Unicorns & Blockchain:
Southeast Asian entrepreneurs hit Techweek19


Seven innovative tech entrepreneurs from Southeast Asia attended Techweek19 in Auckland to share their knowledge and experience of the tech sector in Asia, and to make connections with New Zealanders in the same field.

Susan Chen, a tech entrepreneur from Go-Jek Group in Indonesia tells us a bit about her company, and key takeaways from the trip to New Zealand.

The entrepreneurs spent a week in Auckland, attending three official Techweek events, speaking at two of their own events and being introduced to six New Zealand tech businesses.

Susan Chen, from tech company Go-Jek Group in Indonesia, says that the value in meeting leaders from the New Zealand tech sector is in learning about the various ways New Zealanders scale up their start-ups.

Chen says there are big differences between the New Zealand and Southeast Asia tech sectors.

“The problems we are trying to solve in Southeast Asia are quite different,” says Chen.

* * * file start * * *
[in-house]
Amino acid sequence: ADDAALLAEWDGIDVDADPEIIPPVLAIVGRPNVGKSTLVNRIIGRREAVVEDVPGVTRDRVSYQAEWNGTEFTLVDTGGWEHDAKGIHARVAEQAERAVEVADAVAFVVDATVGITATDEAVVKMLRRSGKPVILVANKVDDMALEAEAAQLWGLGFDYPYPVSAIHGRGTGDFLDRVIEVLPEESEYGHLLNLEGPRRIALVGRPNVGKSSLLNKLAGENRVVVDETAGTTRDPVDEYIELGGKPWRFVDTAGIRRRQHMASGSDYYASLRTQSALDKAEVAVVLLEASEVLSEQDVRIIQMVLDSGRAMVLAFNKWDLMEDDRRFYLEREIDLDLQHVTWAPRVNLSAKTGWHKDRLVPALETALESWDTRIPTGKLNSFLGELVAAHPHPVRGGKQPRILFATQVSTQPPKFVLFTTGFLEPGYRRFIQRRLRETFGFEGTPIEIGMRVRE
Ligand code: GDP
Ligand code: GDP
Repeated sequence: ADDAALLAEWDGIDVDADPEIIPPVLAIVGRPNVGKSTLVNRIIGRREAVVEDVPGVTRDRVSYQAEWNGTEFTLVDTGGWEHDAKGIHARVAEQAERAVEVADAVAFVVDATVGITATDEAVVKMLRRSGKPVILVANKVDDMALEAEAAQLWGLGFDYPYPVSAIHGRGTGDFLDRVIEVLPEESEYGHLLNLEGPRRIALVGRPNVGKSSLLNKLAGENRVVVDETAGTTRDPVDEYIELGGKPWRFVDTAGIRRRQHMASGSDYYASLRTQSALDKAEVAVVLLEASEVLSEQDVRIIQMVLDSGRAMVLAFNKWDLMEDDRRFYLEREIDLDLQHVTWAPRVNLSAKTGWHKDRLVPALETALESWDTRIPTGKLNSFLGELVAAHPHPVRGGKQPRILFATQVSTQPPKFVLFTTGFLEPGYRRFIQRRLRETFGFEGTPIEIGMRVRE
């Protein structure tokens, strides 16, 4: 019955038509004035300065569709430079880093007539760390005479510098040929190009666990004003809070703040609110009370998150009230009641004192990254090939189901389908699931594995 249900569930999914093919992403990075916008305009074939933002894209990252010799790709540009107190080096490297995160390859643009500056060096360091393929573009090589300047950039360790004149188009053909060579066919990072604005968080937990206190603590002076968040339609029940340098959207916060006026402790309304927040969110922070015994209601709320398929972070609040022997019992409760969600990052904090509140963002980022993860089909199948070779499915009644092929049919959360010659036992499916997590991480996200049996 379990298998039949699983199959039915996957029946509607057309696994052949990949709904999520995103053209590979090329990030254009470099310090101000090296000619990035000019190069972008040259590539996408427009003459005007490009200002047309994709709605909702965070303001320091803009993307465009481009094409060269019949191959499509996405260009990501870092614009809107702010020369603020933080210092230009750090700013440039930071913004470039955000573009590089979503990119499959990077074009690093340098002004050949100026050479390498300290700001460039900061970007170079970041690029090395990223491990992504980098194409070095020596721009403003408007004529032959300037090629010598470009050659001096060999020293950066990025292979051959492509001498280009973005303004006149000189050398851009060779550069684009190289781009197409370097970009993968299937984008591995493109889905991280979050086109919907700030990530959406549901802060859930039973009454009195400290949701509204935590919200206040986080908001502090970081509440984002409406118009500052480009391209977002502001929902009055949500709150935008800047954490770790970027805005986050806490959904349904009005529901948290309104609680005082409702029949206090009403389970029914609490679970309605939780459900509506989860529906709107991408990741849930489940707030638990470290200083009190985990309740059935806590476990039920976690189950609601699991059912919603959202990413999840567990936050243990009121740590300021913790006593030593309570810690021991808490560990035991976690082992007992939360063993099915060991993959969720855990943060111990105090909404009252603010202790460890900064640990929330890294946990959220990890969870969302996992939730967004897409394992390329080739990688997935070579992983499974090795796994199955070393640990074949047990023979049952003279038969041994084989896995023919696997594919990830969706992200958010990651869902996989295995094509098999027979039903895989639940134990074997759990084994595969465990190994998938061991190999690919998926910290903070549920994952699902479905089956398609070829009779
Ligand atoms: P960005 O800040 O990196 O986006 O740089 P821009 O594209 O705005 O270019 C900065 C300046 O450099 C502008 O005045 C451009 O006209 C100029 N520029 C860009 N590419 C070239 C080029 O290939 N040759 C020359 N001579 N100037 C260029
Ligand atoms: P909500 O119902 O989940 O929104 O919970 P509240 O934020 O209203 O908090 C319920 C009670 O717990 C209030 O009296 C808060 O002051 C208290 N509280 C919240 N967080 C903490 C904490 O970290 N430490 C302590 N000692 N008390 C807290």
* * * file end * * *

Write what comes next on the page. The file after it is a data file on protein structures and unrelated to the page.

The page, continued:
“I met someone in New Zealand who is talking about using technology to scan and find the right shoe size for people. Whereas in Asia you might be using technology to try to solve the problem of people having access to shoes.”

She says it makes her think about the problem her company – Go-Jek – is trying to solve in Southeast Asia – creating access to products and services to people who normally wouldn’t have that.

Go-Jek is a tech unicorn – a company worth more than one billion US dollars – that was founded in Indonesia in 2010 and now operates in five Southeast Asian countries: Vietnam, The Philippines, Singapore, Indonesia and Thailand.

 “We are the super app of Southeast Asia. We are about integrating our technology to your everyday life – so every single thing that you want to do, you should be able to do it on the app.”

It is easiest described as the Uber of Southeast Asia – but that is not entirely accurate. Go-Jek runs more than 17 applications, spanning from the classic Go-Car, a door-to-door taxi service, to Go-Pay, an online payment platform, to Go-Glam, a make-up and beauty service that comes to you.

They employ more than four million workers – that’s an employee base close to the population of New Zealand.